What Happens to Stocks that List Shares Abroad? A Survey of the Evidence and its Managerial Implications
George Andrew Karolyi
Cornell University - Johnson Graduate School of Management
In this paper, I survey the academic literature on the economic implications of the corporate decision to list a company's shares on an overseas stock exchange. The focus is on the valuation and liquidity effects of the listing decision, the impact of listing on the company's global risk exposure and its cost of equity capital. The evidence shows: (1) the share price reacts favorably to cross-border listings in the first month after listing; (2) the post-listing price performance up to one year is highly variable across companies depending on the home and listing market, the company's capitalization, capital-raising needs and other company-specific factors; (3) the total post-listing trading volume increases on average, and, for many issues, home-market trading volume also increases; (4) liquidity of trading in shares improves overall, but depends on the increase in total trading volume, the listing location (e.g., non-U.S. companies listing on the NYSE or Amex experience greater liquidity than those listing on Nasdaq) and the scope of foreign ownership restrictions in the home market; (5) the stock's exposure to domestic market risk is significantly reduced and is associated with only a small increase in global market risk and foreign exchange risk, resulting in a net reduction in the cost of equity capital of 114 basis points on average; (6) American Depository Receipts can represent an effective vehicle to diversify globally; (7) stringent disclosure requirements are the greatest impediment to cross-border listings.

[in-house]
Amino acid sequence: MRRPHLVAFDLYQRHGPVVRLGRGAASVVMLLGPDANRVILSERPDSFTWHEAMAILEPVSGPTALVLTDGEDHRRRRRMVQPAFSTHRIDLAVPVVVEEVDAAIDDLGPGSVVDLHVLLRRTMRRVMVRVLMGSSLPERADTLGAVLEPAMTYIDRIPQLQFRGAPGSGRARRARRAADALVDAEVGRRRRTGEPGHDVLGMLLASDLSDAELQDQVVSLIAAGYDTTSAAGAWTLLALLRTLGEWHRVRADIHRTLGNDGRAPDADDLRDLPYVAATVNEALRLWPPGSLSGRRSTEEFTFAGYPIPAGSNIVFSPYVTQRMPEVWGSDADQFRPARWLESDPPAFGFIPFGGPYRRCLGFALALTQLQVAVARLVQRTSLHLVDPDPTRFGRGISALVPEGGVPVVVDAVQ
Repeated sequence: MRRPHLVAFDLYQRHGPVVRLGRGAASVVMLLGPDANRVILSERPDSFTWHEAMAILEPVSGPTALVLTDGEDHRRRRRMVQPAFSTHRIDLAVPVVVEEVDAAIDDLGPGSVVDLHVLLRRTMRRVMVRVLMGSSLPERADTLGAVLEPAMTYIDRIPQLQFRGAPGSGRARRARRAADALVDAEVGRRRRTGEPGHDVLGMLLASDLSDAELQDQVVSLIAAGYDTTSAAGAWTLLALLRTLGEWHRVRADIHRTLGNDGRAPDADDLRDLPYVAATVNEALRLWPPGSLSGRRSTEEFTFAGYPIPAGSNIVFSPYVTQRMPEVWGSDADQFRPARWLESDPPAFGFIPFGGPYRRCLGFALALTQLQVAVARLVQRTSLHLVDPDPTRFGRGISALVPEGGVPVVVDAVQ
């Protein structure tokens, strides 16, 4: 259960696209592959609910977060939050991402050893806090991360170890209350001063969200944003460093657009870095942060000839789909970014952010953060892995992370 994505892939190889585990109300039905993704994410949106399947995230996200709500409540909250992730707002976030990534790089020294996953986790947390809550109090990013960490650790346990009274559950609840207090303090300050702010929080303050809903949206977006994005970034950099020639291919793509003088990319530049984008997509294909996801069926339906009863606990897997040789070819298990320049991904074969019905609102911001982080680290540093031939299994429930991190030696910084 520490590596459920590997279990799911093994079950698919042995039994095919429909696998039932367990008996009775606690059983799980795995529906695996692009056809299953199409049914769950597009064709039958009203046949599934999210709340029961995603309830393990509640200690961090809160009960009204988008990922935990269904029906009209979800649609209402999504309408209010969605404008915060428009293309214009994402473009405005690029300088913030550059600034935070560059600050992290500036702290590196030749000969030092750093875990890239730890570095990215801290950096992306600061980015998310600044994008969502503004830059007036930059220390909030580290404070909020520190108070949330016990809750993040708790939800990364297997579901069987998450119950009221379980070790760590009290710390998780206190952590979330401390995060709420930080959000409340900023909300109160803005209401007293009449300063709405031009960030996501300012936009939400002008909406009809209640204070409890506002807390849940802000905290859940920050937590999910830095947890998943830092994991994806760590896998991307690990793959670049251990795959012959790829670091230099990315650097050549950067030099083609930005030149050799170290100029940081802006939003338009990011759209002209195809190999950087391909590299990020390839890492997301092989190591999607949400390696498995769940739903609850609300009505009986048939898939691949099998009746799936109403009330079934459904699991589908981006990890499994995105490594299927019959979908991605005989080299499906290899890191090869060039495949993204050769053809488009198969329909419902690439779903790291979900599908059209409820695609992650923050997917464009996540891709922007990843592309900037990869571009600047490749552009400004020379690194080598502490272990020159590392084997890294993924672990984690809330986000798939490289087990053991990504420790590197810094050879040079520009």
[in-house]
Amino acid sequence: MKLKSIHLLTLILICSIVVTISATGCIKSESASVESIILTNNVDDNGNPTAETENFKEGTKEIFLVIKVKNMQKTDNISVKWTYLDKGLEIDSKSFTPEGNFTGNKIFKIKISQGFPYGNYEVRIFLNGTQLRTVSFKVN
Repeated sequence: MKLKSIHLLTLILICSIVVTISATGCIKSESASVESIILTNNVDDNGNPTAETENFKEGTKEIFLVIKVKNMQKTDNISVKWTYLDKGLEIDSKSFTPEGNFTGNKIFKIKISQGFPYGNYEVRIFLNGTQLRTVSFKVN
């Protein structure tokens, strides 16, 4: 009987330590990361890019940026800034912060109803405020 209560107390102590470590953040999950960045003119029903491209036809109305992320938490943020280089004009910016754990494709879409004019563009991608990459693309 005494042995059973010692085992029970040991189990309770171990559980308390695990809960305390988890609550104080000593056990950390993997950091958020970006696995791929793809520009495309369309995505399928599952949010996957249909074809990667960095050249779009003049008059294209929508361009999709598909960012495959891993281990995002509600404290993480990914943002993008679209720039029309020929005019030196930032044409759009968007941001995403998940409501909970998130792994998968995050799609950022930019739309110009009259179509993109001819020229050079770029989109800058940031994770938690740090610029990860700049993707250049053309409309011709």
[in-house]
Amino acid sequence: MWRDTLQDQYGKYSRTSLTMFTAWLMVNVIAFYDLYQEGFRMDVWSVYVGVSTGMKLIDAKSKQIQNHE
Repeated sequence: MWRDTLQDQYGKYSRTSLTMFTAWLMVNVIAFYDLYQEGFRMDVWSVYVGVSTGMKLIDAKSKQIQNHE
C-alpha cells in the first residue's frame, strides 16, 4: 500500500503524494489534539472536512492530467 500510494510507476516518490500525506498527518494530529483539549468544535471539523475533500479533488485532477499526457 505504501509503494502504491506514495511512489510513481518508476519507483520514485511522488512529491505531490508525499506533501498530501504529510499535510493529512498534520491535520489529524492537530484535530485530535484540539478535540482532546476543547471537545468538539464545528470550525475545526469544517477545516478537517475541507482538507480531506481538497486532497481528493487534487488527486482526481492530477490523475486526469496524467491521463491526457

Number of Pages in PDF File: 54
JEL Classification: G15working papers series
Date posted: January 13, 1997
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